UK (London) - May 28,
1958 - The Key - 121'
|German poster||American poster||American poster||Spanish poster|
Studio, Borehamwood (UK)
Carl Foreman and Aubrey Baring for
Due to its potentially controversial subject matter of a heroine of "loose morals," The Key was shot with two different endings: in the American version, Holden winds up the epic by catching a train on which his Sophia is fleeing from something or other. Happy ending! In Europe, Holden misses the train, and Sophia chugs off into the night with her leading man puffing at the station.
Loren took the role in this less-than-enviable Foreman opus against the wishes of Ponti, wanting to attain status by working with such stellar talents as Reed, Howard, and Holden. Ponti's discomfort prompted him to provide male chaperones for his voluptuous wife whose "raw sensuality" apparently attracted both Holden and Reed. TV Guide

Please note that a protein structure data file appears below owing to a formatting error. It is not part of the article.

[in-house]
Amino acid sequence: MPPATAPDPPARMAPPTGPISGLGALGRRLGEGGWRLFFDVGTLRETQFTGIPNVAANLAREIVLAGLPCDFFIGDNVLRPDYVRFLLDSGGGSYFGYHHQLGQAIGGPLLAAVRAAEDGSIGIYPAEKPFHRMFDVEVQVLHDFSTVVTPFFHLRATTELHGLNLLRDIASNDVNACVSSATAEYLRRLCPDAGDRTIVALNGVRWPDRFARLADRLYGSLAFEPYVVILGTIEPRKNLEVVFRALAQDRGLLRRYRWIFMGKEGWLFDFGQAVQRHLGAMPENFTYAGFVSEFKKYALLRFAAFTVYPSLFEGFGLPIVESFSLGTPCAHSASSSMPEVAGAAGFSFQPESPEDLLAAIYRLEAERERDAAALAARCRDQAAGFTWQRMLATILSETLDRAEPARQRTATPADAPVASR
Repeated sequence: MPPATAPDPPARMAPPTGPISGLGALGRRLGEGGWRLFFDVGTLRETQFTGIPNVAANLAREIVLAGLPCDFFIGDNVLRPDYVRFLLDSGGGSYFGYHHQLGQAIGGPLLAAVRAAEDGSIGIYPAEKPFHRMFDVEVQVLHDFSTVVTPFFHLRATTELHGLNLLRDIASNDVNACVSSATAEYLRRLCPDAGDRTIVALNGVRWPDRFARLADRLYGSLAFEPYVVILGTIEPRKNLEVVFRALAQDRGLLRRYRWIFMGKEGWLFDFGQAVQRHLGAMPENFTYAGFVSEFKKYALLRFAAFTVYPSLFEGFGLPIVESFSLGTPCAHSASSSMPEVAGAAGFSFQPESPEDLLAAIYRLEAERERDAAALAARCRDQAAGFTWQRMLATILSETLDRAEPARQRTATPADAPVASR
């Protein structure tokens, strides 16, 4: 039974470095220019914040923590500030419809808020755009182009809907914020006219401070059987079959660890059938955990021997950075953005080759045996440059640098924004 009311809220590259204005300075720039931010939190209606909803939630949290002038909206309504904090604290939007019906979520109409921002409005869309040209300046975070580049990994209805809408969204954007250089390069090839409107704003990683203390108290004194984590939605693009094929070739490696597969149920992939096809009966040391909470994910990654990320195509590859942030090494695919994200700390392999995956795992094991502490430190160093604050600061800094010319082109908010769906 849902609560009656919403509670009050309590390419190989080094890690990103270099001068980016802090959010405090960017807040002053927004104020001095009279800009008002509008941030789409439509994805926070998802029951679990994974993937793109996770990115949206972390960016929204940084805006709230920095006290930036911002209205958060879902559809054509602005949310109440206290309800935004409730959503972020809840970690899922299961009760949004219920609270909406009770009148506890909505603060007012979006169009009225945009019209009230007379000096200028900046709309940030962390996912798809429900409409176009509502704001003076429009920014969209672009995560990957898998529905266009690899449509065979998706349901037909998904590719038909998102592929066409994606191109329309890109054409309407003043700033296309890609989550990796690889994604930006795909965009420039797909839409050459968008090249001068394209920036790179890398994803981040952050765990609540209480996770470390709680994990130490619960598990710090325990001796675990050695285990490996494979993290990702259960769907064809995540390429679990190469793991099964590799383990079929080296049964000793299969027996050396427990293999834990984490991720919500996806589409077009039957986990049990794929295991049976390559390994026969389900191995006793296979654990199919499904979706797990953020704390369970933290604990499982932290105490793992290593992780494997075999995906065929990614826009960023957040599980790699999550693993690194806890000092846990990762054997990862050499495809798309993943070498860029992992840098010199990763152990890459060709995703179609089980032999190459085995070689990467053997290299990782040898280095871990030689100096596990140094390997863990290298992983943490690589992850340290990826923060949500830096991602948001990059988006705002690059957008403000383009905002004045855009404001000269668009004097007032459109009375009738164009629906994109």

Trevor Howard wins Best British Actor award at the British Academy.
"One of the finest films produced in this country".
Felix Barker, Evening News.
from Sophia Loren, the director
has drawn a performance that is touching and tender. She has never
lovelier, which is no mean achievement when you remember that she is
ever seen in anything except her night clothes. In the hands of a less
actress, this could have been just another story of a kind-hearted
woman in a
back bedroom. Miss Loren gives the role an extra dimension and lifts it
tawdry origins. She helps make The Key a strange, sombre, compelling
Loren is affectingly distant
yet quickly tender as the mystifying girl."
think this is her best American picture so far."
is excellent, and the film plays interestingly with the idea of
woman's mystery being the product of male prejudice and fear."
Playing down her
Sophia Loren is heartbreakingly vulnerable in this adaptation of Jan De
Hartog's novel, Stella.